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Steven Pipes

A Different Vantage Point

Editors’ Note

The recipient of a bachelor’s degree in hotel administration from Cornell University, Steven Pipes began his career with Le Meridien Hotels in July 1983, when he joined Le Meridien in San Francisco as Front Office Manager. He was Resident Manager for two years at Le Meridien Vancouver; then General Manager of Le Meridien in Athens, Greece; and two years later, General Manager of Le Parker Meridien New York where he is now Managing Director. Since 1994 Pipes has also served as Managing Director and Vice President of The Jack Parker Corporation, the parent company of Le Parker Meridien New York.

Company Brief

Founded in 1955, The Jack Parker Corporation (www.thejackparkercorporation.com) is a family-owned company that has designed, built, and managed more than 15,000 residences, including high-rise luxury rentals, condominiums, and single-family homes, located throughout the Northeast and Florida. The company’s hotel division comprises Manhattan’s Le Parker Meridien New York, the Parker Palm Springs in California, and the Holiday Inn in Ronkonkoma, New York. Located on West 57th Street, the modern and luxurious Le Parker Meridien boasts 731 rooms and suites and offers three restaurants, a 9,000-square-foot banquet space, and a fully equipped spa and fitness center.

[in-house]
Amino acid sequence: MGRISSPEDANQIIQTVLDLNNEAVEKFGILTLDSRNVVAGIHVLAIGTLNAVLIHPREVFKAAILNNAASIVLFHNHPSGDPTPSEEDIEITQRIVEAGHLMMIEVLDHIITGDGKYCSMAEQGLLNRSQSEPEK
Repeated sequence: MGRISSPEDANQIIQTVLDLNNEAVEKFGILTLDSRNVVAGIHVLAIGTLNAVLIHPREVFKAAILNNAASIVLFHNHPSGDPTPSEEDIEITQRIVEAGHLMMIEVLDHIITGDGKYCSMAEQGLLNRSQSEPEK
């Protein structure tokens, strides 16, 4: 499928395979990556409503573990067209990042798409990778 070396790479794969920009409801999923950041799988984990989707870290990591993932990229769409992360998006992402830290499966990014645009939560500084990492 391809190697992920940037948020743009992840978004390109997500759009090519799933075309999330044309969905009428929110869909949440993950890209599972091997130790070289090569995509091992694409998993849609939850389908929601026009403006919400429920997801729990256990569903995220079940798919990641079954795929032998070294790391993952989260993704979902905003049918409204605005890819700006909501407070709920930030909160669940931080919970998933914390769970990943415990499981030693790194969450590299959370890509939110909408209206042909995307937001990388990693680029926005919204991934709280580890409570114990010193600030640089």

How has the recent credit crunch impacted the hotel industry in New York?

In New York, we have two different hotels. We have a hotel that is Sunday through Thursday, and we have a weekend hotel, which is much more leisure driven. Everybody is waiting to see what will happen with the corporate business, but I think that will come back fairly quickly. International travel will continue to do well because New York is still New York. While New York takes hits the fastest, it also comes back the fastest. Eventually people will get more comfortable, and I think we will recover.

Is it important during an economic downturn to reduce rates to keep occupancy up?

Maintaining balance between rate and occupancy is one of our biggest challenges. The reality is, when demand stops, rates go down. It’s not going to be a bloodbath – rates won’t drop dramatically – but the pricing power hotels have is weakened to a certain extent.

How critical is food and beverage to your business?

Our food and beverage outlets are very important to us for two reasons: one, financially, and two, they are the window to the hotel for New Yorkers. A New Yorker does not generally stay at a New York hotel, but very often is asked where to stay by people coming from out of town. If you are familiar with the hotel through its food or beverage offerings, you’re going to suggest someone stay there. So it’s a marketing tool for the hotel.

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Le Parker Meridien’s gravity pool, with a view

Do you need a spa product to be competitive?

The spa business has probably taken on more importance in the eyes of my colleagues than in the eyes of customers. In New York, we are much stronger on the fitness side than on the spa side. It’s a nice amenity, and we offer a very good small spa, but the fitness side is more important.

How broad is your target market?